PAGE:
#913 Imperial Woman by Pearl S. Buck

Imperial Woman by Pearl S. BuckImperial Woman by Pearl S. Buck

Cixi was the last empress of China who outlived not only the emperor, but her son. At a young age, when she was known as Orchid, she was chosen to be a concubine for the current emperor. Her cousin was already a consort to the emperor. Orchid was able to find her way into the good graces of the emperor and soon was carrying his child. All hoped it would be a boy. The baby born to her cousin had been a girl, so there was still hope that a male heir would be born.

During all of this there was change and strife in the land of China. Ideas were changing and people became dissatisfied with the way things were ruled in the country. More and more foreigners were showing up, building their buildings, and bringing strange gods to the land.

The emperor was not long-lived. He died when his son was only five years old. Orchid, or Cixi, and her cousin, aided in ruling the land of China until the young emperor reached age. Despite having reached a ruling age, Cixi still held a lot of power in the land of China. At first, she hated foreigners, but decided to work with them to some degree. Her son died and she had to choose another to be emperor, but did not let go of much power. She played an important part in the ruling of China until her death in 1908.

What I liked

This is a historical fiction about real people. Cixi was real. She really did do a whole lot of ruling at a time when women weren’t doing a whole lot of ruling. In the book Cixi admired Queen Victoria, but the two never met, that I recall. Cixi’s rule was really the end of an era. It wasn’t too long after her death that China adopted much different ruling practices.

I admire the fact that Cixi came from pretty much nothing and was able to be elevated to the rank of empress. There was still a lot of tradition in the world this time which stated you had to be some sort of noble to get into a position like empress. You couldn’t just be the daughter of a merchant and be the queen of England one day. I admire the previous rule of China for this fact, even though there are a whole lot of things not to admire about it.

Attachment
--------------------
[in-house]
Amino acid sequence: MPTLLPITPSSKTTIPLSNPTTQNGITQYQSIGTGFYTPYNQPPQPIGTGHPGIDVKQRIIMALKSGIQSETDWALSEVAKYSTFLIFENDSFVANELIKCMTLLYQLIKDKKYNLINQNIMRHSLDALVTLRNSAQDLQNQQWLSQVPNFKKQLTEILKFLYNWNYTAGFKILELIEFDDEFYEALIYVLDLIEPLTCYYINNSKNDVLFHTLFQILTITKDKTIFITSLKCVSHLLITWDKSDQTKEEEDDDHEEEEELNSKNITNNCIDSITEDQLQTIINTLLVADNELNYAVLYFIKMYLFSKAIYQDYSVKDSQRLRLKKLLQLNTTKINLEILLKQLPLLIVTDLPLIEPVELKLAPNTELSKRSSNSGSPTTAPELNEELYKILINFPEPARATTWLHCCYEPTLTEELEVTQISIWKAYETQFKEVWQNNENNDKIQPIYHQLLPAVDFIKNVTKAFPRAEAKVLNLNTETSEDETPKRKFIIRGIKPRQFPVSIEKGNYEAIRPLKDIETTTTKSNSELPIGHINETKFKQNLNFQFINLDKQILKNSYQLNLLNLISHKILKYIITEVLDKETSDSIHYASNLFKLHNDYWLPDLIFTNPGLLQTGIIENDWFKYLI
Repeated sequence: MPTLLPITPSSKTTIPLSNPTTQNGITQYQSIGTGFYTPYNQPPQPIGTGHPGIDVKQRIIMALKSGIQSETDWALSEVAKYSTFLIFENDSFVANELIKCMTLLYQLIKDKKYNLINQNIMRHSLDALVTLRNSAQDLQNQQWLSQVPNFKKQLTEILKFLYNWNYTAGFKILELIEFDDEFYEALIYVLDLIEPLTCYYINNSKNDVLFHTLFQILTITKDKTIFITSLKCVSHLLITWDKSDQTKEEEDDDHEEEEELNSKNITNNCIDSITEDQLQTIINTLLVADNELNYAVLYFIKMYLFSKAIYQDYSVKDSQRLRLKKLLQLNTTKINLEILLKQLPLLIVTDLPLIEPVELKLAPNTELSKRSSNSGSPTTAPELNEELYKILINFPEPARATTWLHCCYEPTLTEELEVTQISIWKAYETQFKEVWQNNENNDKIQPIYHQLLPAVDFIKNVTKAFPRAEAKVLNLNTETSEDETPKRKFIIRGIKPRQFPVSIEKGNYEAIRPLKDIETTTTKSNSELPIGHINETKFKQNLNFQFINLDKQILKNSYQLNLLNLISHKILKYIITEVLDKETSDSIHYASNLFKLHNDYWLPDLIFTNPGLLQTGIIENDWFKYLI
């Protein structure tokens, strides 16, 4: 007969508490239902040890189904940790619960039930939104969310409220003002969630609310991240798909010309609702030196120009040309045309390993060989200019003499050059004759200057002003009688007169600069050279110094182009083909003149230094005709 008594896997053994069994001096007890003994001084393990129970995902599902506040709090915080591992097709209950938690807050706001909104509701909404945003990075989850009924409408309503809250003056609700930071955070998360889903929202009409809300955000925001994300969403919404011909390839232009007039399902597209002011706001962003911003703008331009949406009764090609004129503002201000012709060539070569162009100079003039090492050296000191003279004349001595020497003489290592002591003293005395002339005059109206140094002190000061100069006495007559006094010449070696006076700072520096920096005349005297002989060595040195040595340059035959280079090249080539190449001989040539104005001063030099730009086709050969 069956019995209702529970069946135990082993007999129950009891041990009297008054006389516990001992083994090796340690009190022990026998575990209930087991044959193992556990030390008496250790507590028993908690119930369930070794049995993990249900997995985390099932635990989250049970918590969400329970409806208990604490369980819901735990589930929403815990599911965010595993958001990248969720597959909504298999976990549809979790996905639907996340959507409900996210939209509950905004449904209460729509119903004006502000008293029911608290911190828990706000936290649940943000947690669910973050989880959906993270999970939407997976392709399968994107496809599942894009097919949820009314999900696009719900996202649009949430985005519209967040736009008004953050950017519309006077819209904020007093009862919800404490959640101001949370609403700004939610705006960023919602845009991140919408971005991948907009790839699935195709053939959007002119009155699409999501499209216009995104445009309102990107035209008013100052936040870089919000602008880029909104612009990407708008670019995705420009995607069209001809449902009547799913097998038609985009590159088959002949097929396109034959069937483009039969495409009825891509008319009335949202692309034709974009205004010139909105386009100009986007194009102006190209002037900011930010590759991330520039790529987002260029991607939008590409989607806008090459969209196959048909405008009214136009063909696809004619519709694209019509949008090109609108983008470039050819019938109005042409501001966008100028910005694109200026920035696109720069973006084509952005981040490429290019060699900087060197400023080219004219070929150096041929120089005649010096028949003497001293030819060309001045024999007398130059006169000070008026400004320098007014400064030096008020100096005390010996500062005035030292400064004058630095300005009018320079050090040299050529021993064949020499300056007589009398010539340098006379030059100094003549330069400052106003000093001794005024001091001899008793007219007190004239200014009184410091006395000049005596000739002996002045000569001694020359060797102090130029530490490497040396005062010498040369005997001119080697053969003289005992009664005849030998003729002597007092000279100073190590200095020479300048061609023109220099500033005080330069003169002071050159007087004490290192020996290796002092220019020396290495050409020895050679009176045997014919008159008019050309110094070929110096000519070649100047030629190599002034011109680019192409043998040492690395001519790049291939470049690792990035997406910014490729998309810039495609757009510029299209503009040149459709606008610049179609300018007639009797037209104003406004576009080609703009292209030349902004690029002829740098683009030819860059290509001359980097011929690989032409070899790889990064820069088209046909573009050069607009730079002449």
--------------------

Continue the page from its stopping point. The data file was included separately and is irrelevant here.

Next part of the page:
There was definitely a lot of great history in this book.

What I didn’t like

I didn’t particularly like the empress in the book. She seemed very ruthless. Maybe it’s because I’m not necessarily down with the idea of ruthless women. I certainly wouldn’t do anything and everything, regardless of feelings and others, to get and maintain power for myself. I also don’t really like the system that was in place. It all seemed very cat-fighty. The woman who had the emperor’s heart first, didn’t get to be the empress because she had a daughter instead of a son and that’s just unfortunate. Their whole world was determined by who had a daughter and who had a son. You could be promoted or put away just because of a penis. That’s not fair.

I also don’t really like the idea of polygamy at all. While the emperor wasn’t technically married to all of his concubines, he still had multiple women and I’m just not cool with that. It shouldn’t be a promoted habit for a man to go around sleeping with as many women as he wants, while he has a family.

Overall

Cixi rules all…

Weigh In

Would you ever be someone’s concubine?

Should ruling a country be a privilege only people from certain backgrounds can aspire to? Keep in mind, we do the same thing in the United States. Our presidents have money, lots of it. You can’t run for president on thirty-thousand dollars a year.

#913 Imperial Woman by Pearl S. Buck was originally published on One-elevenbooks

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